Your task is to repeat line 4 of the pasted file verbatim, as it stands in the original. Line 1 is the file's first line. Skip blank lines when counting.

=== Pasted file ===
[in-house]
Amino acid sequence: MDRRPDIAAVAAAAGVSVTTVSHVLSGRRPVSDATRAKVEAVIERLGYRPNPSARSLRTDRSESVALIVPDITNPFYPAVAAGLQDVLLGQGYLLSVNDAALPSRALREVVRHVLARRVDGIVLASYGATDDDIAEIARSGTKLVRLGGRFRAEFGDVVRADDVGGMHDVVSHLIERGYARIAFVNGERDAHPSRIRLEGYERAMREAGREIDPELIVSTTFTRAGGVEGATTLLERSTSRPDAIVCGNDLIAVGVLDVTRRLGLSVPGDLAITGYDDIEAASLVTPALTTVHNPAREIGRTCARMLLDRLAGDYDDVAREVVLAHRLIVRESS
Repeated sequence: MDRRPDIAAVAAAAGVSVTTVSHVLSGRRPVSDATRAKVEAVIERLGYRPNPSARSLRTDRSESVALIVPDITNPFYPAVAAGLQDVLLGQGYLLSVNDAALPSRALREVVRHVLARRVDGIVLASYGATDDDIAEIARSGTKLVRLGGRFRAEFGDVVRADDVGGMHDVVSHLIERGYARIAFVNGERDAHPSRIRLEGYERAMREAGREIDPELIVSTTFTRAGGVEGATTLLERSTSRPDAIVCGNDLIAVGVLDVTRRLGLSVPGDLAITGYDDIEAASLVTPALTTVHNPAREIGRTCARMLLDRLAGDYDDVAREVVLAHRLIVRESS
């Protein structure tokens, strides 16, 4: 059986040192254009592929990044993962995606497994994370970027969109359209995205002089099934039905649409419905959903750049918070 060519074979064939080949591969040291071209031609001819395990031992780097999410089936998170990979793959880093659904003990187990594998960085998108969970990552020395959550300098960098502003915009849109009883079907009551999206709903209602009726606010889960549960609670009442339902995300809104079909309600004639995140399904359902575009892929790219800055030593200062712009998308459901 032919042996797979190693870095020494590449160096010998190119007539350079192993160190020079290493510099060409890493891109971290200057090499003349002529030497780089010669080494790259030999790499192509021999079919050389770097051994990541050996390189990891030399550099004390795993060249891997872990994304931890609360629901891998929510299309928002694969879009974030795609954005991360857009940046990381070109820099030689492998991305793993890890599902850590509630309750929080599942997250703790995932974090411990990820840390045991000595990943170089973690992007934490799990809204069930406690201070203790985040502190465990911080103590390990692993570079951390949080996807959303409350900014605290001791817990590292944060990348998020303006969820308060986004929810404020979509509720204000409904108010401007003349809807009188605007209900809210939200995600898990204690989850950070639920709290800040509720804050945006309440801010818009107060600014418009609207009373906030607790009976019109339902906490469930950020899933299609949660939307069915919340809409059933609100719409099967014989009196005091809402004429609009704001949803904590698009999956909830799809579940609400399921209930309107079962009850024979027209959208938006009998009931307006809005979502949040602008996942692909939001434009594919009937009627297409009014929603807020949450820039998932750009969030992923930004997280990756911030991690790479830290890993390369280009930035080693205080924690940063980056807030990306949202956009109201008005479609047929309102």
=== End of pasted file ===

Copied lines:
């Protein structure tokens, strides 16, 4: 059986040192254009592929990044993962995606497994994370970027969109359209995205002089099934039905649409419905959903750049918070 060519074979064939080949591969040291071209031609001819395990031992780097999410089936998170990979793959880093659904003990187990594998960085998108969970990552020395959550300098960098502003915009849109009883079907009551999206709903209602009726606010889960549960609670009442339902995300809104079909309600004639995140399904359902575009892929790219800055030593200062712009998308459901 032919042996797979190693870095020494590449160096010998190119007539350079192993160190020079290493510099060409890493891109971290200057090499003349002529030497780089010669080494790259030999790499192509021999079919050389770097051994990541050996390189990891030399550099004390795993060249891997872990994304931890609360629901891998929510299309928002694969879009974030795609954005991360857009940046990381070109820099030689492998991305793993890890599902850590509630309750929080599942997250703790995932974090411990990820840390045991000595990943170089973690992007934490799990809204069930406690201070203790985040502190465990911080103590390990692993570079951390949080996807959303409350900014605290001791817990590292944060990348998020303006969820308060986004929810404020979509509720204000409904108010401007003349809807009188605007209900809210939200995600898990204690989850950070639920709290800040509720804050945006309440801010818009107060600014418009609207009373906030607790009976019109339902906490469930950020899933299609949660939307069915919340809409059933609100719409099967014989009196005091809402004429609009704001949803904590698009999956909830799809579940609400399921209930309107079962009850024979027209959208938006009998009931307006809005979502949040602008996942692909939001434009594919009937009627297409009014929603807020949450820039998932750009969030992923930004997280990756911030991690790479830290890993390369280009930035080693205080924690940063980056807030990306949202956009109201008005479609047929309102």